A few extreme cases show that people can be missing large chunks of their brains with no significant ill-effect – why? Tom Stafford explains what it tells us about the true nature of our grey matter.
How much of our brain do we actually need? A number of stories have appeared in the news in recent months about people with chunks of their brains missing or damaged. These cases tell a story about the mind that goes deeper than their initial shock factor. It isn’t just that we don’t understand how the brain works, but that we may be thinking about it in the entirely wrong way.
Earlier this year, a case was reported of a woman who is missing her cerebellum, a distinct structure found at the back of the brain. By some estimates the human cerebellum contains half the brain cells you have. This isn’t just brain damage – the whole structure is absent. Yet this woman lives a normal life; she graduated from school, got married and had a kid following an uneventful pregnancy and birth. A pretty standard biography for a 24-year-old.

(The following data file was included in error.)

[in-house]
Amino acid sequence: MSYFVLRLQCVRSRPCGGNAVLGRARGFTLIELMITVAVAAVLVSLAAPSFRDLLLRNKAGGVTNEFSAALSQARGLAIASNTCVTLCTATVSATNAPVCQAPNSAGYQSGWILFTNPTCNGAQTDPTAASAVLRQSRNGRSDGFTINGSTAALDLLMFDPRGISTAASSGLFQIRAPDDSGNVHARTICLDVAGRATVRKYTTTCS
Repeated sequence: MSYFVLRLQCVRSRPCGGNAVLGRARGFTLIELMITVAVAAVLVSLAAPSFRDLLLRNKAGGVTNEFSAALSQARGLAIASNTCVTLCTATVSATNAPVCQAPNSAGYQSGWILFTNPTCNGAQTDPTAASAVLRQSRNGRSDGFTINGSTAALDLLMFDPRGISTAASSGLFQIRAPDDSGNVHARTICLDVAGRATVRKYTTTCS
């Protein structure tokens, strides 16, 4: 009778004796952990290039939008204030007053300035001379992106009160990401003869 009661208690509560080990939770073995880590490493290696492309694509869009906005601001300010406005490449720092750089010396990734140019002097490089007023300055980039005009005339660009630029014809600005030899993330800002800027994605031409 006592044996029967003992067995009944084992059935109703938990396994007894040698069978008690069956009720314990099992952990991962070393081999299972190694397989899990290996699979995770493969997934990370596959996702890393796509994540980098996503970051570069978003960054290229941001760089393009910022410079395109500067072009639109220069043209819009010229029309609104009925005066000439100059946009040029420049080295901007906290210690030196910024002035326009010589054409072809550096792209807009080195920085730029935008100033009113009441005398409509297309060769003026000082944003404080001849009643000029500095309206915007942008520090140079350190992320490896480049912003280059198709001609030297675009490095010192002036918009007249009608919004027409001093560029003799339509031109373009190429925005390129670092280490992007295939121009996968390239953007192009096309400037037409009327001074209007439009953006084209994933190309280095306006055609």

The woman wasn’t completely unaffected – she had suffered from uncertain, clumsy, movements her whole life. But the surprise is how she moves at all, missing a part of the brain that is so fundamental it evolved with the first vertebrates. The sharks that swam when dinosaurs walked the Earth had cerebellums.